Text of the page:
Top Girl or La Deformation Professionnelle: Berlin Review

Top Girl oder la de?formation professionnelle Berlin Film Festival - H 2014

Top Girl oder la déformation professionnelle Berlin Film Festival - H 2014

Sex workers of the world unite.

Micro-budget drama about a Berlin escort girl combines clunky polemic with spiky satire.

BERLIN -- A corrective antidote to the forest of tumescent erections in Lars Von Trier's extended cut of Nymphomaniac, this low-key Forum entry at the Berlinale offers a welcome female-directed perspective on sexual politics and male erotic fantasy, complete with some unappetizing flaccid penis shots. Filmed in Berlin on a limited budget, Top Girl has plenty to say about the harsh iniquities of gender politics, but little that is original or entertaining.  Despite a few intriguing digressions into dark satire, its afterlife will likely be limited to small specialist screenings and festival platforms dedicated to feminist film-making.

With a background in video and performance art, which clearly informs her directing methods, writer-director Tatjana Turanskyj screened her debut feature The Drifter at the 2010 Berlinale. Marginally more conventional in style and structure, Top Girl is billed as a semi-sequel, part of an ongoing trilogy about working women in a male-dominated culture.

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The actress and singer Julia Hummer, best known to non-German audiences for her role in Oliver Assayas' terrorism epic Carlos, stars as Helena, a 30-year-old single mother who supplements her patchy career as an actress with a far more lucrative sideline as an escort. Top Girl features several of her encounters with clients, which run the gamut from creepy to comical to humiliating. For one, she dresses up as a Catwoman dominatrix. Another favors dressing in women's clothes and penetration with sex toys. But playful performance masks harsh economic necessity.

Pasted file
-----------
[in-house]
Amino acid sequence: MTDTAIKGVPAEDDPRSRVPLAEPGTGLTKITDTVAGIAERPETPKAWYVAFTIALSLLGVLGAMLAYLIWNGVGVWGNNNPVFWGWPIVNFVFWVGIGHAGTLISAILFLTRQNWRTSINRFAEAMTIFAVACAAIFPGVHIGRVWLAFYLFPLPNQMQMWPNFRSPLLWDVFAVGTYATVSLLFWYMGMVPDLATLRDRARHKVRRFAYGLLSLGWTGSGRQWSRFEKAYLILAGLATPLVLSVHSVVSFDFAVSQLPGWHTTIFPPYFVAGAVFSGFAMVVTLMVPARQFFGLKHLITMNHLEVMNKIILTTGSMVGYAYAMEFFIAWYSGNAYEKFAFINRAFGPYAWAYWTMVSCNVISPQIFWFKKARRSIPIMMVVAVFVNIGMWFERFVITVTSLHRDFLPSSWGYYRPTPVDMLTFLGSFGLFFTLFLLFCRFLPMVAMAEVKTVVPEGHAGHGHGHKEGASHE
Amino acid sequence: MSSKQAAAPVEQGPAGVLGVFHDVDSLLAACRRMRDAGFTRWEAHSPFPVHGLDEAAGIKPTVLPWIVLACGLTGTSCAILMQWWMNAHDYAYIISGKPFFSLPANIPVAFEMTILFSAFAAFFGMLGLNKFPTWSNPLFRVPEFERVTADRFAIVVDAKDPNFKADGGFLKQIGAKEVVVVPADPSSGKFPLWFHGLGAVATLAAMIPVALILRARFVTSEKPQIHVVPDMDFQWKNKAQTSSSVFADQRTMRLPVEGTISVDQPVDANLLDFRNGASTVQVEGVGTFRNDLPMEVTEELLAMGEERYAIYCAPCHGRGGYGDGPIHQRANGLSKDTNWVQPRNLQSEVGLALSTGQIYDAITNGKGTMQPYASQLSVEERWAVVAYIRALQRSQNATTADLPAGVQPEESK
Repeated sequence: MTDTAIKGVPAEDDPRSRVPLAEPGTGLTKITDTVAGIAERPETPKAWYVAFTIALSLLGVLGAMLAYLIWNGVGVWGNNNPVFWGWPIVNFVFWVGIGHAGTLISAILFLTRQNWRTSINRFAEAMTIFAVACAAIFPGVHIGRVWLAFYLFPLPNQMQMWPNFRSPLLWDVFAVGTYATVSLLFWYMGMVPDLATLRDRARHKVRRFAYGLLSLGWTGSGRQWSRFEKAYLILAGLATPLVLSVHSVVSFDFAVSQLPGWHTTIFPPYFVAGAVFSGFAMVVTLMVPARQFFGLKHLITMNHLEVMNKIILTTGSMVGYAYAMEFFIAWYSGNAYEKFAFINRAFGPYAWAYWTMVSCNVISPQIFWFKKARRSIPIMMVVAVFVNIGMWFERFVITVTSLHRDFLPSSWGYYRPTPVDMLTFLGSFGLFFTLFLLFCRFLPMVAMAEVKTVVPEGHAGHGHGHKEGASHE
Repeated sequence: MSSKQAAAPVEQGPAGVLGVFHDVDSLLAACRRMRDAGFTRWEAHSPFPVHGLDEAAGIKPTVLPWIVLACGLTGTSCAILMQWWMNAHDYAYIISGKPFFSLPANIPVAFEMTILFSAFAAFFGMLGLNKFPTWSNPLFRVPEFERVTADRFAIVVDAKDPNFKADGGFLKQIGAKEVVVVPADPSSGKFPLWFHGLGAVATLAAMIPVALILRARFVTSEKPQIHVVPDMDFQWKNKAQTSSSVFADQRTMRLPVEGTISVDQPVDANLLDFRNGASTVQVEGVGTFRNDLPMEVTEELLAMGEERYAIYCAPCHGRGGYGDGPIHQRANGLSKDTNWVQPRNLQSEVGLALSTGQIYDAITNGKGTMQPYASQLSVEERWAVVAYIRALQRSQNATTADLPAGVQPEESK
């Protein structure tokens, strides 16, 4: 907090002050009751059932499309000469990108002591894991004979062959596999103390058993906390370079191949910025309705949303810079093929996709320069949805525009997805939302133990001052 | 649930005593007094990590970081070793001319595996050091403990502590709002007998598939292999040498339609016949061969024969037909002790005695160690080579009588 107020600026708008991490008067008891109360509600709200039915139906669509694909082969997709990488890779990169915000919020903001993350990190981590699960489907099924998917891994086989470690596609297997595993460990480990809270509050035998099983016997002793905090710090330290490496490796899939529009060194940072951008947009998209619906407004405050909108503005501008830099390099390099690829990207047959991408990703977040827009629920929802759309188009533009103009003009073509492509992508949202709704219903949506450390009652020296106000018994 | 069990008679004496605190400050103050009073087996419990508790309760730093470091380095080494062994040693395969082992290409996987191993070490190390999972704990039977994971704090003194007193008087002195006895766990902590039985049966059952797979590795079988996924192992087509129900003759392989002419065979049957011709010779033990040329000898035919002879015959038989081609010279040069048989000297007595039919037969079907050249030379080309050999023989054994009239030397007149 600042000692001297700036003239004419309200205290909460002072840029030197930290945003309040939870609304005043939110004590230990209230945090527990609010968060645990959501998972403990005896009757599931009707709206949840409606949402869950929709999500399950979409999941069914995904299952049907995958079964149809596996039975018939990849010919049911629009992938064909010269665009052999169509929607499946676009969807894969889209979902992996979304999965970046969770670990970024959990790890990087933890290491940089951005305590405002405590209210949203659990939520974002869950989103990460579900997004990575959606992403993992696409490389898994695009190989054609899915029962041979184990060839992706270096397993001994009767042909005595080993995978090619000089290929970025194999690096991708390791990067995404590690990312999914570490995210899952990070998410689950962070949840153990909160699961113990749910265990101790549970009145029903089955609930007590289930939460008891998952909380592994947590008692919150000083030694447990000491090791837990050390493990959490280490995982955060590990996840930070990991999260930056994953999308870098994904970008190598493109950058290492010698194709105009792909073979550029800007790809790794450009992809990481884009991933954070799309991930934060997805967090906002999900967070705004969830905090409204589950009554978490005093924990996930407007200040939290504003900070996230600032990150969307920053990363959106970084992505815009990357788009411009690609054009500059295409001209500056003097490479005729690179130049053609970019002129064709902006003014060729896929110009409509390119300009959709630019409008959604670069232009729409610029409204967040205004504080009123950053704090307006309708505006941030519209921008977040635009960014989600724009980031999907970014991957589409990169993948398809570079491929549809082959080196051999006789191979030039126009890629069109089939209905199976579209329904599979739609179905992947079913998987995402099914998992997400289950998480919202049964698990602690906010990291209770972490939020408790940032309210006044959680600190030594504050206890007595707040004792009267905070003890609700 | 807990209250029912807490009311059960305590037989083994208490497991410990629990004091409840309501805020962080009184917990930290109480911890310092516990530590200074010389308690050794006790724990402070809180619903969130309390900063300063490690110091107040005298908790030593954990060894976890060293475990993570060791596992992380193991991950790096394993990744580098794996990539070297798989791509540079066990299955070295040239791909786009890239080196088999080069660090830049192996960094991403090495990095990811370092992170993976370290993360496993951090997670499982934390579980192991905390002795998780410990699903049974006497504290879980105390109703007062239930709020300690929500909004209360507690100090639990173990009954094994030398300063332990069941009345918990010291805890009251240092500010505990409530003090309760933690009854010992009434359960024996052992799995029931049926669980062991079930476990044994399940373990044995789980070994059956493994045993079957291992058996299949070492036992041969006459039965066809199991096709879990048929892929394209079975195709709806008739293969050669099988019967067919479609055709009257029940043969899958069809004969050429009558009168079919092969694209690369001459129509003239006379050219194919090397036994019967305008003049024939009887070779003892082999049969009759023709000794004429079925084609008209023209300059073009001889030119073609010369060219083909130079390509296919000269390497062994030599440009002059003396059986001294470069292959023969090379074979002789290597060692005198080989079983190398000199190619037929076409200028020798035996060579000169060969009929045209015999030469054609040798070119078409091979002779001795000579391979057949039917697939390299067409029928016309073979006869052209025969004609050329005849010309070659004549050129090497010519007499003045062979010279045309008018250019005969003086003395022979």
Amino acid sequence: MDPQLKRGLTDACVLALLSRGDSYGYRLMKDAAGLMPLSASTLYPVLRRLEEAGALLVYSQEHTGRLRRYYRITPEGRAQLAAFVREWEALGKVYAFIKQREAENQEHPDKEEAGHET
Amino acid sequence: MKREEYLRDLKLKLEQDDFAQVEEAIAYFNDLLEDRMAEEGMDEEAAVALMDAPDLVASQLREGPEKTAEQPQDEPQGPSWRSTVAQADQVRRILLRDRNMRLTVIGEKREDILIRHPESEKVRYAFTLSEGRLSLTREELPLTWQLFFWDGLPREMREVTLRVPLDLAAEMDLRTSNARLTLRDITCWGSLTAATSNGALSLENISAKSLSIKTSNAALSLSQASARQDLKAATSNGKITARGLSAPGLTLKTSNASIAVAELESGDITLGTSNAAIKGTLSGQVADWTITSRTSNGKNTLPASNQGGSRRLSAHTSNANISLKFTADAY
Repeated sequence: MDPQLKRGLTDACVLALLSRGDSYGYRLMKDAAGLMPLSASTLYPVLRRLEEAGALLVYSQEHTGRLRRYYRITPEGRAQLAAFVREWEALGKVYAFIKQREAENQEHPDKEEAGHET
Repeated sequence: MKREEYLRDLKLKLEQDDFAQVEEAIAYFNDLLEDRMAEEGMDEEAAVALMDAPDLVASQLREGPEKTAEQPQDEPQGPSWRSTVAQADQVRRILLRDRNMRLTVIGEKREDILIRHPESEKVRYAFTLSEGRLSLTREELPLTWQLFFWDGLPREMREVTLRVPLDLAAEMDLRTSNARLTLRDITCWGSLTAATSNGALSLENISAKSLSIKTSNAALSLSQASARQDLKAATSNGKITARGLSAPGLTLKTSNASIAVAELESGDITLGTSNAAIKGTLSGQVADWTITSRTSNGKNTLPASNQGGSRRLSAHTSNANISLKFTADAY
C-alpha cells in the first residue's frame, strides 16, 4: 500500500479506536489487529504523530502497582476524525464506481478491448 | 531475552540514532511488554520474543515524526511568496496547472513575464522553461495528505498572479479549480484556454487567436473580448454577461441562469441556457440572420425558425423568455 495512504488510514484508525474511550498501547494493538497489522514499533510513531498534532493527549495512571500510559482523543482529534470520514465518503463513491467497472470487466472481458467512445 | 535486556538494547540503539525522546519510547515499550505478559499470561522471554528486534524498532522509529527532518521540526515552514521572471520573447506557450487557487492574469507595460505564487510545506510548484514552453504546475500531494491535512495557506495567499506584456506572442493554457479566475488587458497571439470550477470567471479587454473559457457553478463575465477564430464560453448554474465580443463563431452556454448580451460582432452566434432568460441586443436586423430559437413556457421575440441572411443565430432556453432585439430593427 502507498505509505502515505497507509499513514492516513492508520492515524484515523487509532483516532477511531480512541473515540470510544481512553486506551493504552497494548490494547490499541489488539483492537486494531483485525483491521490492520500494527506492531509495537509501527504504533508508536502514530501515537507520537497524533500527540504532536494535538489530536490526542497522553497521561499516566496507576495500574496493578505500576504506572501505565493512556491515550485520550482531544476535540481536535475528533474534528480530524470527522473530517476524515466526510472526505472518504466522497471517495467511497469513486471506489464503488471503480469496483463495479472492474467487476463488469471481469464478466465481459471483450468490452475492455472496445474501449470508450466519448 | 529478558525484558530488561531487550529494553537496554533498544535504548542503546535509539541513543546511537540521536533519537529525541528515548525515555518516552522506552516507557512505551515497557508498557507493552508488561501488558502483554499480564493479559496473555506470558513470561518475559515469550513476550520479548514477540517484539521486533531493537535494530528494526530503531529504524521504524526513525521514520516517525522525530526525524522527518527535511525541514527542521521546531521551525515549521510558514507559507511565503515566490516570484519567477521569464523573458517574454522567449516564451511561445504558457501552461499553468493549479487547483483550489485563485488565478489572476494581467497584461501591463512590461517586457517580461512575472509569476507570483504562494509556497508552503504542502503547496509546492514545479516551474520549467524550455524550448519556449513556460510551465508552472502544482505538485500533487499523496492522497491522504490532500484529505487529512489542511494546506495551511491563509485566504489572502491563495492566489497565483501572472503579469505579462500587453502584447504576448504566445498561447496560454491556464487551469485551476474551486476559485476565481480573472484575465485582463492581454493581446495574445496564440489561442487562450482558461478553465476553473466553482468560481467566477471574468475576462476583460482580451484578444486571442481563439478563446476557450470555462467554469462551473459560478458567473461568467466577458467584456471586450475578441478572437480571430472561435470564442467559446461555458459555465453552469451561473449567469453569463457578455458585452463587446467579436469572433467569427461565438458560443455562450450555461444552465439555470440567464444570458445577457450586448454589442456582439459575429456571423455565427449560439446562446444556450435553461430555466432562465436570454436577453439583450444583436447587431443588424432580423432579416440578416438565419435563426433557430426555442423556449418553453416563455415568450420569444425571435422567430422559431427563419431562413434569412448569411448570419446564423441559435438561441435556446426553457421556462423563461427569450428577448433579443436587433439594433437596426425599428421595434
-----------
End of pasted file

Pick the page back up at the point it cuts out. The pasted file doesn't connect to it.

Between clients and auditions, Helena has fractious discussions with her mother Lotte (Susanne Bredehoft), a singer and music teacher from an earlier feminist tradition. She also attends promotional lectures in which genital cosmetic surgery is sold as female liberation. Eventually, under threat of losing losing the apartment bankrolled by one of her wealthy regulars, Helena bows to pressure to recruit female colleagues for a corporate event at which their lowly social status is exploited in sinister patriarchal power games.

Shifting in tone between domestic naturalism, stylized agitprop and darkly funny commentary on gender politics, Top Girl is a frustratingly half-baked mix. The grim financial options faced by cash-strapped sex workers have been anatomized countless times on screen, and Turanskyj has little fresh to add to the subject. Likewise her use of sloganeering political rhetoric, which feels like a clumsy throwback to 1970s student theater. Her no-frills shooting style is adequate, but  pedestrian.

In her favor, the film's most powerful sequence is a queasy satirical depiction of a male-bonding session in the woods outside Berlin, in which naked women are reduced to hunted animals. Turanskyj has the premise for a terrific feminist horror movie here, with potential to subvert a mainstream genre rather than preach to the converted on the margins. Hopefully her next big-screen polemic against penis power will rise to that challenge.

Production company: Turanskyj & Ahlrichs
Producers: Tatjana Turanskyj, Jan Ahlrichs
Cast: Julia Hummer, Susanne Bredehoft, Jojo Pohl, RP Kahl, Simon Will
Director: Tatjana Turanskyj
Screenwriter: Tatjana Turanskyj
Cinematographer: Lotta Kilian
Editors: Stephanie Kloss, Ricarda Zinke
Music: Niels Lorenz
Sales company: Turanskyj & Ahlrichs, Berlin
Unrated, 94 minutes